By Michelle Trauring
The first few seconds of Joshua Radin’s 36-minute debut album was all it took. His tenderness, raw honesty and unabashed emotion put him on the map fast, impressing critics and capturing hearts nationwide.
Nearly a decade later, his sixth album stole one heart in particular—that of the Swedish woman he wrote it for, primarily from the bed of their hotel room in Stockholm. She was his muse. His inspiration.
Every song he pens is born from a real experience, he explained during a recent interview, likening the lyrics to journal entries, or “things I need to get off my chest.”
When the 41-year-old musician returns home to Los Angeles after weeks on the road, he will head straight for the recording studio to work on his seventh effort. Perhaps he’ll give the East End a sneak peek when he plays an acoustic show on Friday night at the Westhampton Beach Performing Arts Center.
“I don’t do set lists. I take requests and I keep it very informal. I’ll just play whatever I feel at that moment,” Mr. Radin said. “They should expect a very intimate evening with me. They’ll know me a lot better than before they came.”
The Ohio native remembers his childhood fondly, growing up within a wholesome family in the Midwest. He always loved music and acted in a couple plays when he was younger, but he never craved the spotlight.
He had already been living in Manhattan for seven years—“It was incredible. I felt like I could do anything there,” he said—when he picked up a guitar for the first time. He was 30 years old.
Playing acoustic reminded him of his favorite songwriters from the 1960s and 1970s, a generation of musicians he greatly admired for both their talent and their message. In a way, he was envious they could draw from the social and political unrest of that time.
So, he wrote what he knew about: love, and its ups and downs—the fodder for his debut album, “We Were Here,” which dropped in 2006, four years after he had learned how to play guitar, and two years after one of its tracks, “Winter,” was featured on the long-running medical comedy-drama “Scrubs.”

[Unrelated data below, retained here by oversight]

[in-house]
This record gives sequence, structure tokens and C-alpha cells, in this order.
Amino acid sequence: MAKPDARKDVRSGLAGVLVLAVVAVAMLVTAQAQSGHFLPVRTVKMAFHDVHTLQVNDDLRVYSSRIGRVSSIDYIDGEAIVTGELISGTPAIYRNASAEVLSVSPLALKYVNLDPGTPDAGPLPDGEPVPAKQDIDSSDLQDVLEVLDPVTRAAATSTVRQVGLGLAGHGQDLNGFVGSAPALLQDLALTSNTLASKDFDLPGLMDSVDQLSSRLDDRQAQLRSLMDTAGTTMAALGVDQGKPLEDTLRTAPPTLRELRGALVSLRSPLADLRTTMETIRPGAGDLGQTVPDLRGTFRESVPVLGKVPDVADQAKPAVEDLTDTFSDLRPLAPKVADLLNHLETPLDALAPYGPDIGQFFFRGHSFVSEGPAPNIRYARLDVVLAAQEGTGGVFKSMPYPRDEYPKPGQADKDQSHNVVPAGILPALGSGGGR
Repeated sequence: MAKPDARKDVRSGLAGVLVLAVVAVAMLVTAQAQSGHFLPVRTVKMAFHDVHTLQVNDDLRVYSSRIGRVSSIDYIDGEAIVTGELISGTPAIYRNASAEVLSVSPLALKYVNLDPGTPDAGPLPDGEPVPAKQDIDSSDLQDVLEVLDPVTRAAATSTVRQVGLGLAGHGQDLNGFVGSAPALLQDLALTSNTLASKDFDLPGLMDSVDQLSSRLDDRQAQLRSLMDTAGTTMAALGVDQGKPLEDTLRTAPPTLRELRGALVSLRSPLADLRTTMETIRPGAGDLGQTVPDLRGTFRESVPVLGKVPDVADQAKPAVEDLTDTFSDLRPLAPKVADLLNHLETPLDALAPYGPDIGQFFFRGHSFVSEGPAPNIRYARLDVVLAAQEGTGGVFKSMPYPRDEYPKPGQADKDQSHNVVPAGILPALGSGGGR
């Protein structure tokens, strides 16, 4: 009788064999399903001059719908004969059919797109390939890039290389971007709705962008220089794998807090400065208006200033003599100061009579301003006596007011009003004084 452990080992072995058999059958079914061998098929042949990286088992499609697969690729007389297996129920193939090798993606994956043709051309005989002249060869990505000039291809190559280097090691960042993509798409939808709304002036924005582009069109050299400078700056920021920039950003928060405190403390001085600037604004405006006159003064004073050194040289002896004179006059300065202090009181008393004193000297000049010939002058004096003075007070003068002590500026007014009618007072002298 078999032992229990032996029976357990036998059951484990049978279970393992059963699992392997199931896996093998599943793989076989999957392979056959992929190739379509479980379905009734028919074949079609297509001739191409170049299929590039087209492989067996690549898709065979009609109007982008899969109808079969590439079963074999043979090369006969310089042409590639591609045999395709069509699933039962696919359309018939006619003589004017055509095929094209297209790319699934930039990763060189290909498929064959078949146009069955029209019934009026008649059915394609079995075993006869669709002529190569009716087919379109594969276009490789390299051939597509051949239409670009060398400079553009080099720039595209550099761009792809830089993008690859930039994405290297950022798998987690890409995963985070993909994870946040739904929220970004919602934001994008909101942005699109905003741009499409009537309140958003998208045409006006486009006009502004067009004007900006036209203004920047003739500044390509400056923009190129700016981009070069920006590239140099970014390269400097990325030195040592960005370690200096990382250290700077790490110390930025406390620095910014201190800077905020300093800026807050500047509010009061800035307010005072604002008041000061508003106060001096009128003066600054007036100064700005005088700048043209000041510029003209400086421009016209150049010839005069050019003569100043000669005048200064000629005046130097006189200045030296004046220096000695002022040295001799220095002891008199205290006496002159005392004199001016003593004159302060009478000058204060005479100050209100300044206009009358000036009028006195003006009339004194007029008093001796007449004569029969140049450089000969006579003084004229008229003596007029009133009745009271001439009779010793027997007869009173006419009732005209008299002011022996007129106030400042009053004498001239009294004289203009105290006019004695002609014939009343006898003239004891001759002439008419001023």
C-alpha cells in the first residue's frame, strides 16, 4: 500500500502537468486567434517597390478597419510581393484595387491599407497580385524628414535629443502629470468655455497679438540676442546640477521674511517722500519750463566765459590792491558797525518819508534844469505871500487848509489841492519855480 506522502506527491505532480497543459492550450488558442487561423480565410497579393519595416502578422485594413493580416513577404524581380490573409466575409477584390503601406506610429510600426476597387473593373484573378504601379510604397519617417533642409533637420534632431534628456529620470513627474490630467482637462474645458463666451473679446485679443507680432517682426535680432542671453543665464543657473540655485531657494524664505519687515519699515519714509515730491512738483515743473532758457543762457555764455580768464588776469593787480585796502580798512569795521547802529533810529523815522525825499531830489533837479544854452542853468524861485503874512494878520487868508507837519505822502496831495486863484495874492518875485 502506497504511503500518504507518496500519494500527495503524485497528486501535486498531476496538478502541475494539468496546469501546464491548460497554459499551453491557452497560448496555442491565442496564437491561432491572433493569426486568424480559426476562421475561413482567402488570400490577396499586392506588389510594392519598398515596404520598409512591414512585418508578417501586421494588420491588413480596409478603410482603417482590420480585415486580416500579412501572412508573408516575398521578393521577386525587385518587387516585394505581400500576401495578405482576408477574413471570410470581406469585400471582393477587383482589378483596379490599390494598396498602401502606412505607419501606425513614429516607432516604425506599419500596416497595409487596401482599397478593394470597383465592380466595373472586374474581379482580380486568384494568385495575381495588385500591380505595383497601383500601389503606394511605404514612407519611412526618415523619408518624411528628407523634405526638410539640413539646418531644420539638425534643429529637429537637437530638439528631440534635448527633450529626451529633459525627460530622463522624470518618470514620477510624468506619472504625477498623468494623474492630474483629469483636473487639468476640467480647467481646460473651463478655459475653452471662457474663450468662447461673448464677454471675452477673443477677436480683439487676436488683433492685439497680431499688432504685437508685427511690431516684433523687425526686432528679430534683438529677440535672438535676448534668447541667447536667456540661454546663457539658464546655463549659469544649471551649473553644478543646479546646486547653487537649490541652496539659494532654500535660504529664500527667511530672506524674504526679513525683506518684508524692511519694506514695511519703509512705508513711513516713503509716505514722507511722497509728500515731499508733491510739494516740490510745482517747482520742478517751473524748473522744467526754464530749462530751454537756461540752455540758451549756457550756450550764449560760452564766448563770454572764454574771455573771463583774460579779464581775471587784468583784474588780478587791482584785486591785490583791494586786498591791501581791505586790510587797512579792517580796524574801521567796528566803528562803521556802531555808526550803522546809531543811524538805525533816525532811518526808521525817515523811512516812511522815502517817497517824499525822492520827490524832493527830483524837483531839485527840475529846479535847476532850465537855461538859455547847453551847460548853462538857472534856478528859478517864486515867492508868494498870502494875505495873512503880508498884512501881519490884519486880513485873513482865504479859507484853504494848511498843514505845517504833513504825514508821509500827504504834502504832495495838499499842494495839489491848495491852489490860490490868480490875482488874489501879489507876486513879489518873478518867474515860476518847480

It was the first song Mr. Radin had ever written. Suddenly, people knew his name, and wanted more.
“It was completely surreal,” he said. “A bedroom demo album was in Rolling Stone magazine and all of a sudden I had to learn how to play music. It was terrifying and beautiful and life changing and humbling and probably the time in my life thus far that’s been my favorite.”
But by industry standards, he was late on the scene. And to say that made him self-conscious is an understatement.
“Yes, I was terribly insecure about it. I still am,” he said. “But what I’ve grown to understand is that when I embrace my insecurities rather than hide from them, I am able to express myself more honestly, and that’s the music people want to hear from me.”
In the years since, he has shared stages with the likes of Sheryl Crow, Tori Amos, Imogen Heap and The Script, and his songs have appeared on a whole host of television shows, yet the artist said he has never felt like he had his “big break.”
“Everything has built so slowly, organically, and over the span of these 11 years or so—fan by fan,” he said. “The longer it takes to build something up, the longer it takes to tear it down.”
A few years back, Mr. Radin found himself needing a break from music and swooning over a Swedish woman he had met sometime around 2009. They started dating long-distance—as fate would have it, she had just gotten out of a relationship—until he hopped on a plane to be with her, solving his two problems at once.
But he couldn’t get away from the music, and when she left for work every day, his writing would begin.
“It took a bit of time. But I would lay in my hotel bed, guitar in my lap, and stare out the window looking out at Stockholm, Sweden. And I’d just pour my heart out, hoping that when she got home from work I’d have something meaningful to play her,” he said. “That’s the best motivation: trying to make someone you love fall back in love with you.”
Long story short, it worked—and, yes, he’s still dating the girl—and the musician has his sights set on only good things ahead.
“I am just about to begin recording my new album in a couple weeks when I get home to LA,” he said. “I’m producing this album myself, which I’ve never done, so I’m excited but so stressed out and scared. But usually when I’m stressed and scared, I do my best work. So hopefully that’s what will happen.
“I never thought I’d be a musician when I was young,” he continued. “I never thought I could do something like this. But it just goes to show you what you can do if you try something later in life and you give it your best shot. That’s the take away here I believe for anyone reading this. It’s never too late to follow a dream.”
Joshua Radin will play an acoustic concert on Friday, May 6, at 8 p.m. at the Westhampton Beach Performing Arts Center. Tickets range from $35 to $45. For more information, call (631) 288-1500, or visit whbpac.org.